The in-person meeting is usually held in an office of the Driver Safety field officers. Your attorney will be there on your behalf, alongside any witnesses that may be present. We bring our own tape recorder, not for any reason but to start to build your case for the in-court portion. The hearing officer is trained to find holes in testimony from any witnesses or documents presented. The most important thing is to build the record for why you are a worthy person to set aside your suspension.

At Barhoma Law, P.C., we seek to build your character, your trustworthiness, and your ability to be trusted as a driver. If the hearing officer is incompetent, or falls short of his duties, we seek to exercise your right to challenge and disqualify any administrative law judge or agency member. This enables us to ensure that the process, as you must face it in a DUI setting, is fair and competent. We also strategically will invoke this right to maximize your likelihood of success and offer your zealous representation.

Further, we will be sure to submit all the documentation required. Statistics show that the likelihood of a favorable result during the hearing increases nearly twice when the appropriate written materials are submitted.

Lastly, during the process of handling this hearing, your lawyer will be able to gather discovery, which is very important information about your DUI arrest. One of the main uses for the information obtained in the discovery phase of your case is in court, where you will fight for your overall criminal record. Successful gathering and use of the information found during discovery will enable you to negotiate and potentially dismiss your charge. It will substantially enable you to protect your record.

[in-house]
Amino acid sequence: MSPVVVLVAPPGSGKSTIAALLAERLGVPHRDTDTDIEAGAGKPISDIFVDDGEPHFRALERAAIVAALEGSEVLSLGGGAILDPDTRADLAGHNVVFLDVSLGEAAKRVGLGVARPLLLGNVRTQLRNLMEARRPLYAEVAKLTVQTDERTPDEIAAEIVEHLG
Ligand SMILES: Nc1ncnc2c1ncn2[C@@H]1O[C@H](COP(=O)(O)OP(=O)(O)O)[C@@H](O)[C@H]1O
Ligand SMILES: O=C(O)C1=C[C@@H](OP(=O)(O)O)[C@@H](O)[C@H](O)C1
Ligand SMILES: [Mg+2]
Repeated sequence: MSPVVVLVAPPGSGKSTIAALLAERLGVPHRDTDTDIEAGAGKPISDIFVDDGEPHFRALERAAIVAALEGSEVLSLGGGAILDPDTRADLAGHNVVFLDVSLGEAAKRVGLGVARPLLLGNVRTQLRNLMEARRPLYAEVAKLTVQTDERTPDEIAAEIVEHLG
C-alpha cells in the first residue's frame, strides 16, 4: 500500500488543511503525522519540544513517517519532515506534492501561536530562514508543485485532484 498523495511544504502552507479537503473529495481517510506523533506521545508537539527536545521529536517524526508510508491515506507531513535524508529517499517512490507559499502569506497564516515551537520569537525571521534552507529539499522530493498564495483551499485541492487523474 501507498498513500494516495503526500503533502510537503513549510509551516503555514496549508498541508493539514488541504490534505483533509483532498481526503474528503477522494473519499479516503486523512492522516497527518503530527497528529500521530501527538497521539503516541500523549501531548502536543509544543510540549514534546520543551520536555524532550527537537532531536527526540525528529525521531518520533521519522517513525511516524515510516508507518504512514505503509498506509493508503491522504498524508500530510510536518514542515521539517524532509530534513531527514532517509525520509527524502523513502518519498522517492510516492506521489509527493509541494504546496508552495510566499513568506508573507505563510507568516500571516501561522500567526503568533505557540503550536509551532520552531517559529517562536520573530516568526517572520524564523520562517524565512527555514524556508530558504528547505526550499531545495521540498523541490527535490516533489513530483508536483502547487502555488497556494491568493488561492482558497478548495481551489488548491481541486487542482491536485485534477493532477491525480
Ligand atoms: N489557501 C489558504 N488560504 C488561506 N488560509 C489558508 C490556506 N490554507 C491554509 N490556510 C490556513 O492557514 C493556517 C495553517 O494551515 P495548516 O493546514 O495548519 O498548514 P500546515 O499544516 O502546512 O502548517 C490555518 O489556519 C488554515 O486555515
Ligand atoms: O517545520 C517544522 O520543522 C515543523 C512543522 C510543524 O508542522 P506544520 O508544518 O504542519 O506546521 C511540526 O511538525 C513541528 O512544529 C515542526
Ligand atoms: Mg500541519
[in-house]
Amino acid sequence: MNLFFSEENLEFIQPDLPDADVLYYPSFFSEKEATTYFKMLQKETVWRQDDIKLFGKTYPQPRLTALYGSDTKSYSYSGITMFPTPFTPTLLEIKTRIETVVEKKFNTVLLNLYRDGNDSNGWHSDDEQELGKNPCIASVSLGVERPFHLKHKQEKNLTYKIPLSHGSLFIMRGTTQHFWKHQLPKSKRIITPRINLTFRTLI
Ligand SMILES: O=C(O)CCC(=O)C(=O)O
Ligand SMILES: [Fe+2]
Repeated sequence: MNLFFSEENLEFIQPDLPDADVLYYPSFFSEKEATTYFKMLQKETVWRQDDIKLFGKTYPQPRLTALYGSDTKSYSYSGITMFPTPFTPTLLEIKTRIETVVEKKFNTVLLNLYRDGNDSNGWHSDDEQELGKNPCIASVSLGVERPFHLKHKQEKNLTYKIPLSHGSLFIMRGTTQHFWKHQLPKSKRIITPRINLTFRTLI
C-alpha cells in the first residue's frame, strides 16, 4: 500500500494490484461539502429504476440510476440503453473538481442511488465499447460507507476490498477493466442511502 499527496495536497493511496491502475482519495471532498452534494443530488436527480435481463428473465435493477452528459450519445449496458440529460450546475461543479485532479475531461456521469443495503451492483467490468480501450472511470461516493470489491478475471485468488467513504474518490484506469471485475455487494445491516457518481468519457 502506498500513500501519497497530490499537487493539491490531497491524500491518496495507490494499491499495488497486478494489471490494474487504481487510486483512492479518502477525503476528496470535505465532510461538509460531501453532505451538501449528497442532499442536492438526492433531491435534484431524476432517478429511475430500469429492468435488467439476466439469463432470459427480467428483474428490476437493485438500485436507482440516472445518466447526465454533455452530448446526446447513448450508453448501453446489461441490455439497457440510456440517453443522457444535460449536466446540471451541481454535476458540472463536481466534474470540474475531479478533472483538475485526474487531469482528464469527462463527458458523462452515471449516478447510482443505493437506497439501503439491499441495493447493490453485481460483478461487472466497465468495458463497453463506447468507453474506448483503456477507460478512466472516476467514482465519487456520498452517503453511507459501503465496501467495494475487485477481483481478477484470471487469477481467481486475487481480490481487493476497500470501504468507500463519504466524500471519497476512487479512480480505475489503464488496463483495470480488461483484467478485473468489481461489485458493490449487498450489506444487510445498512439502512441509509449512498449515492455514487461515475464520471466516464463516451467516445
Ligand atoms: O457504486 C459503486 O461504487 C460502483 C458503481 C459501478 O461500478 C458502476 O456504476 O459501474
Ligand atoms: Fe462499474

(3) Conclusion

In conclusion, upon arrest on suspension of a DUI, the clock is ticking. Time is of the essence. You must schedule a hearing within 10-days with the appropriate DMV. The hearing must take place and you must ensure absolute procedural caution in exercising this right. The consequences are immense.

15 Most Common Grounds to Set aside Suspension and Win Your DMV Hearing

Below, Matthew Barhoma, Founder of Barhoma Law, P.C., outlines 15 most common grounds to set aside suspension of your license and succeed on your DMV hearing:

  1. There is insufficient admissible evidence that the you were driving.
  2. The officer lacked probable cause to stop you or arrest you.
  3. You were not actually under arrest at the time of the chemical test (or the refusal) or there was no legal authority to arrest you due to lack of driving in the presence of the arresting officer.
  4. There was a three hour window between your arrest and the administration of the chemical test.
  5. There is no admissible evidence of when you were driving, or when the test was given. Therefore, “driving” cannot be established within the three hour window allotted for the chemical test.
  6. A Title 17 violation.
  7. On cross-examination, the officer is unfamiliar with the requirements of Title 17, contrary to his statements given under oath in the DS-367 form.
  8. Defense evidence shows a rising blood-alcohol level. This is the BAC was below 0.08% at the time of driving. Meaning, you were not established “drunk” under the color of the law.
  9. The lab blood or urine aliases report is not signed “at or near” the time the analysis was made.
  10. The dates and times in the DS-367, arrest and breath checklist reports are contradictory on issues such as time of driving, arrest, 15-minute observation, and chemical test.
  11. Evidence on critical issues consists of double or triple hearsay in police reports and are not part of report from another officer.
  12. Records obtained in discovery indicate significant or repeated problems with the breath machine or blood analysis; supported by the testimony of a defense toxicologist.
  13. The officer failed to properly advise you of the consequences of refusing.
  14. You did not understand the implied consent provisions due to head injury or the refusal was due to officer-induced confusion.
  15. The officer did not respond to your subpoena. Or, if the officer is appearing as uncooperative and objects to providing testimony in areas where the officer must establish elements at the hearing.